Learning to Crawl

By Colin Pistell from Fifth Ape

One of my mother’s favorite stories is “How Colin Learned to Crawl.”  I started to roll earlier than most babies and I got very good at it – fastest rolling baby in the West. Crawling was a different story. I’d roll onto my stomach, my eyes would fix on a destination in front of me, I’d skooch up my little legs, and I’d rocket off – in the opposite direction. Apparently I found it quite frustrating.

Well, I finally figured it out and I’ve been a huge fan of crawling ever since.  My Parkour students at Fifth Ape must demonstrate competency in crawling before we move on to more complicated movement patterns – it’s that important. Crawling (also known as “QM” or quadrupedal motion) is a potent developer of trunk and rotary stability.  More advanced variations will really challenge your neuromuscular control and greatly improve balance, coordination, agility, and adaptability. It’s a great drill for all ages and can be incorporated into some really fun movement games. Today, we’ll be looking at the foundational QM, the cat crawl – similar in many ways to the standard bear crawl or Grok crawl that many folks might have tried, but with a few variations I think you’ll enjoy.

Setup

1)  Assume a solid plank position. Make sure your shoulders are nicely packed against your torso, your lumbar spine is neutral , and your core is engaged.

2)  Step your right leg up, keeping your knee in a line with your right elbow. Make sure you keep your hips level – no twisting!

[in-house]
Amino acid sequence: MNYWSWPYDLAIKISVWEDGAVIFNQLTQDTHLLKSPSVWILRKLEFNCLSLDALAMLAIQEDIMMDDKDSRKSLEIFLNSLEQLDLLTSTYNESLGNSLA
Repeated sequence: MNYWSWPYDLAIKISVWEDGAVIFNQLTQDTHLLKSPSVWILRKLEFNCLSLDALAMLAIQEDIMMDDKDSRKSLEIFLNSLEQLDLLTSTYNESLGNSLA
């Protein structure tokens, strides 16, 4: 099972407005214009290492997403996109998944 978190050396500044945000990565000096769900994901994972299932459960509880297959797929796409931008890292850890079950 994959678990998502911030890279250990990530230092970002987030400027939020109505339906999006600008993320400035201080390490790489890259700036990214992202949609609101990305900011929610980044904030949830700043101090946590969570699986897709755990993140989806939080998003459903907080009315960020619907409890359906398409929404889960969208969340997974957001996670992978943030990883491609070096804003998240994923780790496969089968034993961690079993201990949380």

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3)  Step your left hand forward, keeping it in line with your left leg. Again, don’t let your hips swivel or drop.

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4)  Distribute your weight equally on all four limbs and take a moment to make sure your back is flat, lumbar spine is neutral, your core is engaged and your knees are off the ground.

Movement

1)  Step your left leg forward and your right arm forward in one smooth movement.

crawl_main4

2)  Your left leg should travel in line with your left elbow – try not to let it drift outside!  Similarly, your right arm travels in line with your right leg.

3)  Don’t let yourself sag in the middle or stick your hips and butt up in the air. Keep those knees off the ground!

4)  That’s one step! Now keep going!

Advanced Practice Tips

  • Experiment with different pacing. Try to make each step slow and silky smooth – like you’re a tiger in the tall grass, then try picking up the pace to a quick trot.
  • Play with your step pattern. Try moving your hands and feet at the same time, then try stepping first with the hands, then first with the feet. Get creative and see how many different step patterns you can come up with.
  • Try not to have your hips roll on each step – we call it “tail wagging” at Fifth Ape. It’s tough, but a great way to develop stability/motor control in your lumbar spine and hips. (Watch the video below for some examples)
  • Once you’ve got the hang on moving forwards, try moving backwards!  Backwards crawling is a potent neuromuscular challenge and will likely humble you the first time you attempt it. Remember to maintain a contralateral movement pattern (moving your opposite hand and foot) If you find yourself moving the same side hand and foot, you will likely lose balance and fall over!

Add some Cat Crawls into your movement session and you’ll soon develop fantastic core stability and hip control. They’re also a ton of fun!

Cat crawls are just scratching the surface of QM possibilities. Next time, we’ll talk about two more advanced variations – Monkey walks and the Gorilla Gait!